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February 25, 2013; Source: USA TODAY

A USA TODAY headline reads: “Andy Roddick sues cancer charity for unpaid appearance fee.” As far as press from celebrity charity goes, that has to be one of the worst end results we’ve seen. How did it get to this point? The charity in question is the Miracle Match Foundation, and according to Roddick, it sent him two checks for $50,000—$100,000 total—to play in a tennis match for charity and hobnob with attendees at that match this past fall. According to the lawsuit filed by Andy R. Inc., the two checks bounced shortly thereafter.

It looks like the Miracle Match Foundation has had some significant management problems. The last year for which it filed an Internal Revenue Service Form 990 is 2004, but it now has regained its tax-exempt status with the IRS. According to Michigan’s WOOD-TV, Miracle Match founder and Grand Rapids, Mich.-based tennis pro Bill Przybysz filed for personal bankruptcy in 2010. He has reportedly been battling leukemia and he told WOOD that, while he was struggling with his health, the foundation was “dormant” for a number of years. Even going back to 2004, however, there are questions as to the charitable contributions of the foundation, as only $3,616 went to “sick kids/family support” in that year, while there was reportedly a negative balance of $377,000. Przybysz told WOOD-TV, “I have leukemia. I did my best.”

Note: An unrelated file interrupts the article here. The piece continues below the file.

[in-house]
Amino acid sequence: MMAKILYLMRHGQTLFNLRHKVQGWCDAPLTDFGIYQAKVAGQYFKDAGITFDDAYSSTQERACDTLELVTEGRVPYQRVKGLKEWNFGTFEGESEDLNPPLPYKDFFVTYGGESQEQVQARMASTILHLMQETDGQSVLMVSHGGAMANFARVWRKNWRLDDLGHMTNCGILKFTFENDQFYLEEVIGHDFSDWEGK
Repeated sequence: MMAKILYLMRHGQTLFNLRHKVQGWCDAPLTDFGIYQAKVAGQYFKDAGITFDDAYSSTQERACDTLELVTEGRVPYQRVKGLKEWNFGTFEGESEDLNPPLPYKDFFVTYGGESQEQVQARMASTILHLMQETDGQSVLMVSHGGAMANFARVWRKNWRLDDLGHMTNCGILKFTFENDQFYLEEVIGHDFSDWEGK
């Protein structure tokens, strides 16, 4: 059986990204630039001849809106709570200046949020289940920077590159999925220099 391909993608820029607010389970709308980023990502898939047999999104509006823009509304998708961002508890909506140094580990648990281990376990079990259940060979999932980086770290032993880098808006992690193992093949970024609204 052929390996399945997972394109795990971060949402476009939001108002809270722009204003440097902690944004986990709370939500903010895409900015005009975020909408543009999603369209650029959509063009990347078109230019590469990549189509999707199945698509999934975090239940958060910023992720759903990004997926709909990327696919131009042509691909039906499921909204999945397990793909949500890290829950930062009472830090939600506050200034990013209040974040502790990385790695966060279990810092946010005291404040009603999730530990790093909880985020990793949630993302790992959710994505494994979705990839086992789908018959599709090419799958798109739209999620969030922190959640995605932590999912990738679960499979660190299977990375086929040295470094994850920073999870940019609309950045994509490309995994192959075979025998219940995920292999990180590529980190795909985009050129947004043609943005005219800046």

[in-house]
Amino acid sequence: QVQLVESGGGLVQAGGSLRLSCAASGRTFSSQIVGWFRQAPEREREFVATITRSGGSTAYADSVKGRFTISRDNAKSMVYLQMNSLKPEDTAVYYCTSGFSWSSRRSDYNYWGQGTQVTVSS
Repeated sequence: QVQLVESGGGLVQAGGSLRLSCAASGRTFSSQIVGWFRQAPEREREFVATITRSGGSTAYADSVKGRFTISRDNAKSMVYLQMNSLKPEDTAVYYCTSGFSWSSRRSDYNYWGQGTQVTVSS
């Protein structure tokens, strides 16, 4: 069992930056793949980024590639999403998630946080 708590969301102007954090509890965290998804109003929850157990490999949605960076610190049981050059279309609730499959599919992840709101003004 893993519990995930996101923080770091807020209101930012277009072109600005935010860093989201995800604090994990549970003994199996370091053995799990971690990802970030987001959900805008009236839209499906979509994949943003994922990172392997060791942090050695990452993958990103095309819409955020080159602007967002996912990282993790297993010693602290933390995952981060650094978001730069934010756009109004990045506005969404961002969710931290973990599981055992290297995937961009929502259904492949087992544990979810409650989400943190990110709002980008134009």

It’s unlikely that anyone would point to the Miracle Match Foundation as a poster child for consistent nonprofit management. That said, given that the Miracle Match Foundation was able to regain its IRS tax-exempt status, it would seem to be a legitimate charity (unless the IRS is doing a really terrible job with its certifications). As for Roddick’s lawsuit, we’re in no position to confirm or deny whether he was promised two $50,000 checks that he received and that then bounced. In one sense, it doesn’t matter that we’re talking about a charity here, and in another sense, it matters immensely. There is no question that charities should be held legally accountable if they break a contract just like any other organization. But unless Roddick has reason to believe that Miracle Match is running some sort of scam from which he wants to protect other people, what amazes us is that he thought it worthwhile to bring this case in the first place.

Pretend that you are a philanthropic advisor or public relations advisor to Andy Roddick. The tennis star comes to you and says that he lost out on $100,000 from a cancer charity event. Wouldn’t you point out that, in 2012, Forbes ranked Roddick as one of the world’s top-paid tennis stars and estimated that he earned $8.8 million? Given that income scale, wouldn’t you suggest that $100,000 or a principled stand isn’t worth headlines that will inevitably pit the wealthy tennis star against the cancer charity? In any case, we’ll keep an eye on this one. –Mike Keefe-Feldman